Managing people can be a mixed blessing at times. They can frustrate you, almost to the point of purposeful sabotage. Many managers and supervisors get swept up in the day-to-day “must-do” that they get burnt out trying too hard getting the work out of the door.
Most people know that the bulk of workplace learning happens doing the job itself, not in the sterile environment of a classroom or the 2 dimensional flat screen approach to many legislative-driven learning initiatives, such as Health and Safety.
If people learn best by doing the job, then the most powerful tool in any manager’s briefcase should be coaching. Coaching, when done well, can liberate people to make their own decisions about their work, rather than be told what to do. We call this empowerment, however this seems to me to be a word that is thrown around liberally to describe a fantasy work environment that most managers and staff smile sagely at as the stuff of wishy-washy consultant-speak. How to start coaching, if you are unfamiliar with this skill? Here are some steps to get you coaching:
Step 1. Grab a book on Coaching Any book on coaching skills will give you great insights for your approach to this exciting topic. If that will take too much time for you, here are a few more steps you can take while you finish the book.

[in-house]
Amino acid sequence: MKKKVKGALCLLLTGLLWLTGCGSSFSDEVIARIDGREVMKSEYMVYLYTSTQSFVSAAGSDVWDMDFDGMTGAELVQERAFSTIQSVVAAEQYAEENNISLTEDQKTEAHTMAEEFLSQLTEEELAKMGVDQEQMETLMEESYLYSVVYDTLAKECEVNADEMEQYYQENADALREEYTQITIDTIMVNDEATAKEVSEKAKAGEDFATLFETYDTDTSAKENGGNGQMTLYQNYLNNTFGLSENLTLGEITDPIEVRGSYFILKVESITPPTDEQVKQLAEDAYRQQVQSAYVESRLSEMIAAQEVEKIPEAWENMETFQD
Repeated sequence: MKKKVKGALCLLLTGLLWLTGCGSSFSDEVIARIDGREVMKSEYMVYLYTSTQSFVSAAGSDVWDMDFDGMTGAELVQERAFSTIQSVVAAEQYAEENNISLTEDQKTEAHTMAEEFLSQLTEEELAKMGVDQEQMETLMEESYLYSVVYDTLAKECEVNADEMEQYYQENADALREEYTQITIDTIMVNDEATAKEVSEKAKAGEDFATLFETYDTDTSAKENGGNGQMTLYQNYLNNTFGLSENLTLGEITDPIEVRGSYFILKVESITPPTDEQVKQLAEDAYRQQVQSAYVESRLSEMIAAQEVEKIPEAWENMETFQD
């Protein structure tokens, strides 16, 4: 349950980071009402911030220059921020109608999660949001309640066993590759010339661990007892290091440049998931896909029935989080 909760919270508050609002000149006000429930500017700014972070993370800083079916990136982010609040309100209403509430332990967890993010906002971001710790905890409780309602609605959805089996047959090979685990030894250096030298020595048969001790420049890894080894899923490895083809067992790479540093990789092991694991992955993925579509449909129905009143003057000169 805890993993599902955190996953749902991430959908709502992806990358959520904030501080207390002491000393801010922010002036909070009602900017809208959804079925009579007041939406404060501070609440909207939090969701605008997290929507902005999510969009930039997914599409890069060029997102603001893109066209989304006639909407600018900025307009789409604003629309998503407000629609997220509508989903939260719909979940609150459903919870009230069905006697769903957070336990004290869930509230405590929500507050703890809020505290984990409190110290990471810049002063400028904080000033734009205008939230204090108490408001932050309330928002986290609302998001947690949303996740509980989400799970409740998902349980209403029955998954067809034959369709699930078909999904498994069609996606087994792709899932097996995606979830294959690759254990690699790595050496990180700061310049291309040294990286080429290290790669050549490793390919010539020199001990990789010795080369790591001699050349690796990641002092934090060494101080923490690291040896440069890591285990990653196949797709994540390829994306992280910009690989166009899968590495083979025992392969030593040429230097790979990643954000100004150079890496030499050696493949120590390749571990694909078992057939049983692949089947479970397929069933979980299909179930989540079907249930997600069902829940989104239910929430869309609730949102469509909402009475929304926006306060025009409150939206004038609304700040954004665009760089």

Step 2. Observe Step back and just look around you at what your team are doing. Are you noticing the good things, or the bad? If you always notice the bad, fight the urge and look for good until you find something. Don’t speak just make notes. Practice observing behaviour at regular times of the day until you have noticed enough good and bad that you no longer have to make notes.
Step 3. Ask and then Listen Ask questions and listen to the answers you get. Resist the natural response of getting involved in a discussion. Just listen and take notes about what you have heard. Your team will be curious about your questions. Questions are a great way to focus attention to where we want focus. Your team will start to know that this is where your priorities are now
Step 4.Ask some more Questions Questions have a powerful effect upon us all. When we are gently challenged by a searching question, we will want to find the answer and in this way we grow, learn and become more productive and creative in our problem solving.
Have your best week ever
Mervyn Murray is an International Leadership Development Specialist and Keynote speaker.